The lights go down in Allaert Auditorium. It’s show time and “Lady Windermere’s Fan” begins. The play, which was showcased from April 15-17, took a lot of hard work and dedication to become what was seen on stage.
Before production on the play could begin, the actors had to be chosen. The audition process took place. As actors presented their audition pieces, much work was required to understand what was needed for a role in the play.
For Amanda Kochanny, who portrayed the main character, Lady Windermere, there was a lengthy time of rehearsing and time management to get her a part in the production.
“Tryouts were very hectic because I was in our studio show simultaneously, “Dark Play or stories for boys,”” Kochanny said. “I prepared my audition pieces about two weeks in advanced and was coached by a few of my peers.”
The actors not only go through preparing for the audition-once the individual process was over, each actor was given someone else to run lines with to see how they would work with each other.
“We were paired with other actors who auditioned to see how well we work with others and to look for chemistry between the actors,” Stephanie Seward said.
A cast was selected and the real magic of putting a play together would start. Rehearsals took place up until the showing of the play. It would be through these rehearsals where the actors and Director Corrine Johnson would put their time and energy into making the Oscar Wilde play a masterpiece.
“I did edit it quite a bit as it is a bit overwritten for a contemporary audience,” Johnson said.
“Lady Windermere’s Fan” takes place in the time period of the 1930s and tells the story of Lady Windermere and her dilemma of dealing with several issues that seem to be popping up in her life. Things are rough for her and her husband Lord Windermere as well as Lord Darlington, who loves her. Adding to the arising problems are the townspeople who have come to celebrate Lady Windermere’s birthday.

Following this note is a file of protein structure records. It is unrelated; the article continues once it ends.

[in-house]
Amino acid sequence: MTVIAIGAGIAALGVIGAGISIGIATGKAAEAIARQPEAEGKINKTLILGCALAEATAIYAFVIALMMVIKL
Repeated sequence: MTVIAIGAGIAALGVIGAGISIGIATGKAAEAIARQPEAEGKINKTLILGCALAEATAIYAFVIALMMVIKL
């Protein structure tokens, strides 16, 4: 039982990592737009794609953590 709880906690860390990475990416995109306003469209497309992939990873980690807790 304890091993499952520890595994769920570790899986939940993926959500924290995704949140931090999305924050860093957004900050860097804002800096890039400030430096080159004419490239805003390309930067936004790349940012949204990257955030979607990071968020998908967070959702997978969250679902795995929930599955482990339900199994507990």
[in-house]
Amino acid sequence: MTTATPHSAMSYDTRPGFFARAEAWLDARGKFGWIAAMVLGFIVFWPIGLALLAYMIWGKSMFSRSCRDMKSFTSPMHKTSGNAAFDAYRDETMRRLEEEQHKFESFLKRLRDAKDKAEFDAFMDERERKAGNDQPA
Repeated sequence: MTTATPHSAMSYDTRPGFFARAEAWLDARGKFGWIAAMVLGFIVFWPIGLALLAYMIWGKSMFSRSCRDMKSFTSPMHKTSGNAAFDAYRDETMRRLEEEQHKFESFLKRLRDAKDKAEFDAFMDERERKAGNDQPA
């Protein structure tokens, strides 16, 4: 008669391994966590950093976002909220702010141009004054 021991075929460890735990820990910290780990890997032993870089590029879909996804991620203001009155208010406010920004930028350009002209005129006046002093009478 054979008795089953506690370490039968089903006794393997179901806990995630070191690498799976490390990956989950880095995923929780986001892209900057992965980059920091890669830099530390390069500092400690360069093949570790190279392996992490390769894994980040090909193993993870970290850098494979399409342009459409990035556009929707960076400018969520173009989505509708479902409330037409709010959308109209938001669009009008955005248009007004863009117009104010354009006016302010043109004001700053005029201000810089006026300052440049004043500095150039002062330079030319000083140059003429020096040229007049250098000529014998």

For a play that was written in a very specific way, the struggles of not just the script but also the play itself presented an issue that was dealt with.
“Oscar Wilde’s writing style is very complex and the humor therein is intelligent humor, so as an actor it’s your job to really dig deep into the meaning of the words,” Seward said. “If you don’t know exactly what it is you’re saying the jokes, and really the storyline in general, will be lost to the audience.”
The style of the play, while it presented challenges to the actors and director, still had one struggle that Kochanny, Seward, Johnson, and Grace Allen agreed upon. The way the actors spoke was central to the play.
“The hardest part would be to nail down the high British accents,” Allen said. “You literally have to go through each word and fix the way in which you say it to make everything sound consistent.”
“Dialect is always a tough challenge,” Johnson said. “It is hard to get everyone on the same page with accents.”
These struggles were just a small part of the play production process. It really comes down to the experiences the actors have embraced throughout “Lady Windermere’s Fan.”
“I learned so much more as an actress from playing this role and it just gives me hope for more difficult roles to come,” Kochanny said.
While the play may have wrapped up on the final performance night, it is the message that Oscar Wilde’s “Lady Windermere’s Fan” sends that stays with the play.
“We all make mistakes, but we can learn from them,” Johnson said.